Florida politicians react to 'dark moment' in nation's history
TALLAHASSEE, Fla. - Florida Republicans decried scenes of chaos and violence in the U.S. Capitol Wednesday, after supporters of President Donald Trump stormed the building and shut down congressional debate over the certification of the 2020 presidential election.
Thousands of protesters, including many dressed in paramilitary gear, had gathered outside the Capitol in advance of what was expected to be a vote on the election certification on Wednesday.
But pandemonium in and around the Capitol called a halt to the proceedings and blocked members of Congress from voting, as they were rushed to secure locations as a mob gained entry to the building.
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Florida Republicans, including many who have supported Trump throughout his candidacy and his four-year tenure as president, took to social media to disavow the violence.
But as reactions poured in, the state’s GOP leaders appeared careful not to condemn the president himself.
Governor Ron DeSantis, a close ally of Trump’s, weighed in with a prepared statement less than two hours after the scene began to unfold in the nation's capital and as a more mild protest took place in Tallahassee.
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Rep. Charlie Crist (D-FL13) tweeted Wednesday that the president should be removed from office.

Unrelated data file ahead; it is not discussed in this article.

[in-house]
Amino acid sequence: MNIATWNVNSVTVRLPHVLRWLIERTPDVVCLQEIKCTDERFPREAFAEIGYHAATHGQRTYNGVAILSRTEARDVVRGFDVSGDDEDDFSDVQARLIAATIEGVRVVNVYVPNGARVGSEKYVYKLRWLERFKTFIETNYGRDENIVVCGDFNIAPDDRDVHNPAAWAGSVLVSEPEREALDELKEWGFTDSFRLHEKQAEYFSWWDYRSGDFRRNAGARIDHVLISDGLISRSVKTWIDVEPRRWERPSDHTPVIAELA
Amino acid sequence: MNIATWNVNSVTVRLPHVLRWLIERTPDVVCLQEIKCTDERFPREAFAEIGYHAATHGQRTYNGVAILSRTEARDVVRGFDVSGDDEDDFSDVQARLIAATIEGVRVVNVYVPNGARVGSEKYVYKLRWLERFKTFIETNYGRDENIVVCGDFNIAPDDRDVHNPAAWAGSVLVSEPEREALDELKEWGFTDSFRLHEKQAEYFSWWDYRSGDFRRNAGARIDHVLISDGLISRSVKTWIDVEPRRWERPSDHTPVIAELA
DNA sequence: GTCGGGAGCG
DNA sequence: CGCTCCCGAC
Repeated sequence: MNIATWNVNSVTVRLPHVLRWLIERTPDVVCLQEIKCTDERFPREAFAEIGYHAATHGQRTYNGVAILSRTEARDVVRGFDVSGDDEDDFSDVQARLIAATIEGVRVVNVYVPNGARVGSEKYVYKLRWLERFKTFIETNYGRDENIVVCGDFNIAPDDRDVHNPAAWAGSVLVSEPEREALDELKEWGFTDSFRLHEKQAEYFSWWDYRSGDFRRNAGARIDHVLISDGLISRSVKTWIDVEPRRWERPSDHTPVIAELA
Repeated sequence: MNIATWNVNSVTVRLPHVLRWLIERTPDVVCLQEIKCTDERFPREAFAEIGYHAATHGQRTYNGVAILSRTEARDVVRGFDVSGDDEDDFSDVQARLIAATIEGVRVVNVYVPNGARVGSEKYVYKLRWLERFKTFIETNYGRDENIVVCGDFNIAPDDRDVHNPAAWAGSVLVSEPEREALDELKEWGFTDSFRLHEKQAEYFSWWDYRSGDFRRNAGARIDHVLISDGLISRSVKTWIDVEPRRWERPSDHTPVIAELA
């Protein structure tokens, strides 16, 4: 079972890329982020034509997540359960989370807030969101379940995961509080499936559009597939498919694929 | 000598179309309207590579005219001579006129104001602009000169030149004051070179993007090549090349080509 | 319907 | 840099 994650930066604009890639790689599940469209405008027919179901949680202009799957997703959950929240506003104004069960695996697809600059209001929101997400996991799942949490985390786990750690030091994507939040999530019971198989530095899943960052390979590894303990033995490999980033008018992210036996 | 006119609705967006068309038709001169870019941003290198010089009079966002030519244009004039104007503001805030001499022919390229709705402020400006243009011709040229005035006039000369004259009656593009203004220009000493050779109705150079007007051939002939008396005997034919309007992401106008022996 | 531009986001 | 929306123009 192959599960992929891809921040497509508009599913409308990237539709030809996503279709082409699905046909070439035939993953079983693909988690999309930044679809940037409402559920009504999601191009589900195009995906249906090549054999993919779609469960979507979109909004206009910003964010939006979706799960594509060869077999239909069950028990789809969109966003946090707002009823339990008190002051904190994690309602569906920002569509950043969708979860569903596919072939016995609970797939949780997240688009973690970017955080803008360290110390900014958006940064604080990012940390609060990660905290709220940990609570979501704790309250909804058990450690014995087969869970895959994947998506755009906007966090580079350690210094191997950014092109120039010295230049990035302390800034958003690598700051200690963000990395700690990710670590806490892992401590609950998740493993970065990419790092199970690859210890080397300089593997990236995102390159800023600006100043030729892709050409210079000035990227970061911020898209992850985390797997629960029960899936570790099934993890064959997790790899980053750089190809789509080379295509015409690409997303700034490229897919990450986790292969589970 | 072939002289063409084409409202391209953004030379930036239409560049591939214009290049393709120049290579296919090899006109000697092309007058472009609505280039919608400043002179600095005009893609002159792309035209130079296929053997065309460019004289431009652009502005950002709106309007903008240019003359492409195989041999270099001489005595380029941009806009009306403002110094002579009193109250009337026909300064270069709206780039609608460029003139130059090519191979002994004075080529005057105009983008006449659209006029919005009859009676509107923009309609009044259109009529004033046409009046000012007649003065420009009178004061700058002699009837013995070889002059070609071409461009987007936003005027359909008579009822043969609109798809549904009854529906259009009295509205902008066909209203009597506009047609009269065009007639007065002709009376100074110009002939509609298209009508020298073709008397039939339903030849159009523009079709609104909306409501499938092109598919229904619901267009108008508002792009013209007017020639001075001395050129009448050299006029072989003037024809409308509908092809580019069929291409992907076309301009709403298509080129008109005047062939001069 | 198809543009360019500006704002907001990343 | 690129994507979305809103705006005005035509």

"Violence or rioting of any kind is unacceptable and the perpetrators must face the full weight of the law. The Capitol Police do an admirable job and I thank them for their hard work," the Republican governor said.
DeSantis has proposed a measure for the upcoming 2021 legislative session that would crack down on violent protesters in Florida.
Senate President Wilton Simpson said on Twitter he backs the proposal now more than ever.
"I’m glad (Governor DeSantis) suggested strengthening our state laws to increase penalties for bad actors who turn otherwise peaceful and constitutional protests into violent attacks on law enforcement officers and look forward to working with him on legislation this session," Simpson, R-Trilby, tweeted.
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"The right to protest is very important, but there is absolutely no excuse for attacking law enforcement and destroying property," the Senate leader said in a second tweet.
Republican House Speaker Chris Sprowls, R-Palm Harbor, also condemned the violent behavior.
"In a democracy, rioting, violence and lawlessness are repugnant and unacceptable. This isn’t a peaceful protest. It’s a tragic, cowardly and un-American spectacle," Sprowls, a former prosecutor, tweeted.
State and local GOP leaders also denounced the invasion of the U.S. Capitol.
"Storming the Capitol with no productive outcome is Antifa-ish and destruction of property & violence is never OK. Instead: Be smart. And next election be productive," Republican Party of Florida Vice Chairman Christian Ziegler wrote on Twitter.
The state’s two Republican U.S. Senators, whose votes were delayed Wednesday, were among those who rushed to condemn the chaotic scenes.
"There is nothing patriotic about what is occurring on Capitol Hill. This is 3rd world style anti-American anarchy," U.S. Sen. Marco Rubio tweeted.
Rubio also asked Trump to send "resources to assist the police and ask those doing this to stand down."